Burmese Way to Socialism (1962–1988)

Ne Win oversaw a number of reforms after taking power. The administration instituted a system including elements of nationalism, Marxism, and Buddhism,[40] though Ne Win lacked interest in either ideology or religion – terming this the Burmese Way to Socialism. He founded the Burma Socialist Programme Party (BSPP), which in 1964 was formally declared to be the only legal party.[41]

A system of state hospitals and institutions was established in Burma; medical care was free. Private hospitals were brought under public ownership. A new system of public education was introduced. A campaign to liquidate illiteracy was carried out starting in 1965.[42] Between 1962 and 1965 important laws against landlords and usury were adopted. They aimed at protecting peasants' rights to land and property and to renting the land. These measures included the law abolishing rents on land.[43]

On 2 March 1974, he disbanded the Revolutionary Council and proclaimed the Socialist Republic of the Union of Burma. He was elected president and shortly afterward appointed Brigadier General Sein Win as Prime Minister.[44] On 9 November 1981, Ne Win resigned as president and was succeeded in that post by General San Yu. However, Ne Win remained leader of the party and thus remained the ultimate political authority in the land until his resignation in 1988.

Economic policies

His government nationalized the economy and pursued a policy of autarky, which involved the economic isolation of his country from the world. The ubiquitous black market and rampant smuggling supplied the needs of the people, while the central government slid slowly into bankruptcy.[45] Autarky also involved expelling foreigners and restricting visits by foreigners to three days, and after 1972, one week. Even foreign aid organizations were banned; the only humanitarian aid permitted was on an intergovernmental basis. Furthermore, heavy-handed political oppression caused many in the educated workforce to emigrate.[46]

He also took drastic steps regarding the currency: In 1963, he issued a decree that 50 and 100 kyat notes would cease to be legal tender, alleging that they were subject to hoarding by black-marketeers and were also used to finance the various insurgencies. Though limited compensation was offered, this wiped out people's savings overnight. At least one insurgency, that of the ethnic Kayan, was triggered by this act.[47]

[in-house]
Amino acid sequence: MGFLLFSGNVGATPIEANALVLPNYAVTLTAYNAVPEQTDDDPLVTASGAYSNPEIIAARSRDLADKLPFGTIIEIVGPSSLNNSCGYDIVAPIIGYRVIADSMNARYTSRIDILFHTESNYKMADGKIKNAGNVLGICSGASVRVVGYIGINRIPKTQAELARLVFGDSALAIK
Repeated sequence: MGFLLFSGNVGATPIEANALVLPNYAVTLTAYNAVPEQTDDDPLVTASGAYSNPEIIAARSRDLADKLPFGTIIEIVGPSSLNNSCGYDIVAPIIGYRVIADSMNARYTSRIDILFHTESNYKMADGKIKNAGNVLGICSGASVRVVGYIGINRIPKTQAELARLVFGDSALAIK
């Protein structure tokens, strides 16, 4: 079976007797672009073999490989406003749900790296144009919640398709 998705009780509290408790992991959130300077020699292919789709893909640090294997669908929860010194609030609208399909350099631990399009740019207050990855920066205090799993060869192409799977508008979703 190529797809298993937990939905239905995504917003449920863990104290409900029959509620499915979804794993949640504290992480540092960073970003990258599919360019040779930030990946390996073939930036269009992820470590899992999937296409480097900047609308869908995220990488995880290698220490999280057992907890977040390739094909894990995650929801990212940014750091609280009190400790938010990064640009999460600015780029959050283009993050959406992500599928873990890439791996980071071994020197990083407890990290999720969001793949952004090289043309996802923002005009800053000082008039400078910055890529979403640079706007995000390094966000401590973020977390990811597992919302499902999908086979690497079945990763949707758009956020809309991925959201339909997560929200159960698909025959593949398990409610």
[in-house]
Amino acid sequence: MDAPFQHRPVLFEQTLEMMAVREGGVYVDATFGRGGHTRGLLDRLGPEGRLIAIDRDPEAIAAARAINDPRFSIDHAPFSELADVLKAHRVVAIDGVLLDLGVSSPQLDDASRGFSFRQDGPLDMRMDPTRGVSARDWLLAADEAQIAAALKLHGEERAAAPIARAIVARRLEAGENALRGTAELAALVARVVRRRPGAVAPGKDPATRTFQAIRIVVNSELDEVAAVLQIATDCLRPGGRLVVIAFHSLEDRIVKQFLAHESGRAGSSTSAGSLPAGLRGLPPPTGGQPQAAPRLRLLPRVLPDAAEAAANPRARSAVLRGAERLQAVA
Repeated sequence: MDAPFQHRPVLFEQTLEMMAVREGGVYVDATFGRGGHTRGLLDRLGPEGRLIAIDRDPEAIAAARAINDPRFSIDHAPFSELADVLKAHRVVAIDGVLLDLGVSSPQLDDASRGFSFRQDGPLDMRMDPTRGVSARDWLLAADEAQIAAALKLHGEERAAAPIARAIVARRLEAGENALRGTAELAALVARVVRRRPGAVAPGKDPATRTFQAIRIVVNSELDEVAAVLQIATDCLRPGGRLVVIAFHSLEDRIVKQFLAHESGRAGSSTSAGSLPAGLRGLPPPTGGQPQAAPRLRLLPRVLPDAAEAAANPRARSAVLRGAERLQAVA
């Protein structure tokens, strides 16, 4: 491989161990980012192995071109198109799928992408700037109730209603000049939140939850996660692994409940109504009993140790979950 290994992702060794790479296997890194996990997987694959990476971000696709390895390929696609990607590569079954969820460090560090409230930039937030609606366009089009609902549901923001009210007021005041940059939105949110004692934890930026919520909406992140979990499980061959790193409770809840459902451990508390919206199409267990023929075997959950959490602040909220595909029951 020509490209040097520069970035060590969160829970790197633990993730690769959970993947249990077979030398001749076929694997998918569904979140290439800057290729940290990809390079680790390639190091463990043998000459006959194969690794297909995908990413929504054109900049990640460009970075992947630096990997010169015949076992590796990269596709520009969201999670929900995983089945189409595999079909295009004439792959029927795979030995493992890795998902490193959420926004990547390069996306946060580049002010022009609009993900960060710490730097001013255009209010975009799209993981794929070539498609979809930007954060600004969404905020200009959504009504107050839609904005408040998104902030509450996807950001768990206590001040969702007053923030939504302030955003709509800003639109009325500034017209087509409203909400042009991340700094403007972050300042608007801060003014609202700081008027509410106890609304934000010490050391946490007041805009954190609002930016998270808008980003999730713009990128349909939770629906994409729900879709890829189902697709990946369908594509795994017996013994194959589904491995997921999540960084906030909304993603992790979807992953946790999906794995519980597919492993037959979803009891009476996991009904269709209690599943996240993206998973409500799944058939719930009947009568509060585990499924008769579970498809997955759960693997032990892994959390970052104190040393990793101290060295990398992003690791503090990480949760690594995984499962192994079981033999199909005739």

In 1987—reportedly on the recommendation of an astrologer that the number nine was auspicious—Ne Win ordered the withdrawal of several large-denomination kyat notes while issuing new denominations of 45 and 90 kyats. Both 45 and 90 are divisible by nine, and their numerals add up to nine. The many Burmese who had saved money in the old large denominations lost their life savings.[48] This crippled the Burmese economy further still.[49] Ne Win was well known for his penchant for numerology and yadaya (rituals performed in order to ward off misfortune).[50] When his soothsayer warned him that there might be a bloodbath, he would stand in front of a mirror and trample on meat to simulate the blood then shoot himself in the mirror to avert the possibility of an assassination attempt.[51]

Ne Win resigned as chairman of the ruling Burma Socialist Programme Party on 23 July 1988 at the height of the uprising against his regime, and roughly one year after the United Nations declared Burma a "Least Developed Country".[52]

Student riots

Sporadic protests against the government continued. Students led protests in 1965, December 1969, and December 1970.[53] These demonstrations took place mainly on campuses located in the cities of Rangoon, Mandalay and Moulmein and were often followed by the closure of universities and colleges. In June 1974, workers from more than 100 factories throughout the nation participated in a strike, to which the government reacted by shooting about 100 workers and students on 6 June 1974 at the Thamaing Textile Factory and the Sinmalaik Dock Yard in Rangoon.[54] Since Ne Win was in Australia on an official visit at the time, responsibility for these shootings is unclear. On 5 December 1974, students turned the funeral of former UN Secretary General U Thant into a demonstration, snatching the coffin on display at the Kyaikkasan Race Course and erecting a makeshift mausoleum on the grounds of the former Student Union building in protest against the government for not honouring their famous countryman with a state funeral.[55] The military stormed the campus on 11 December killing some of the students, recovered the coffin and buried U Thant at the foot of the Shwedagon pagoda, next to the tomb of Thakin Kodaw Hmaing.[56][57]

Gen. Ne Win, Burmese P.M. touring Nesher Cement Factory in Ramleh.

Cultural Revolution and 1967 anti-Chinese riots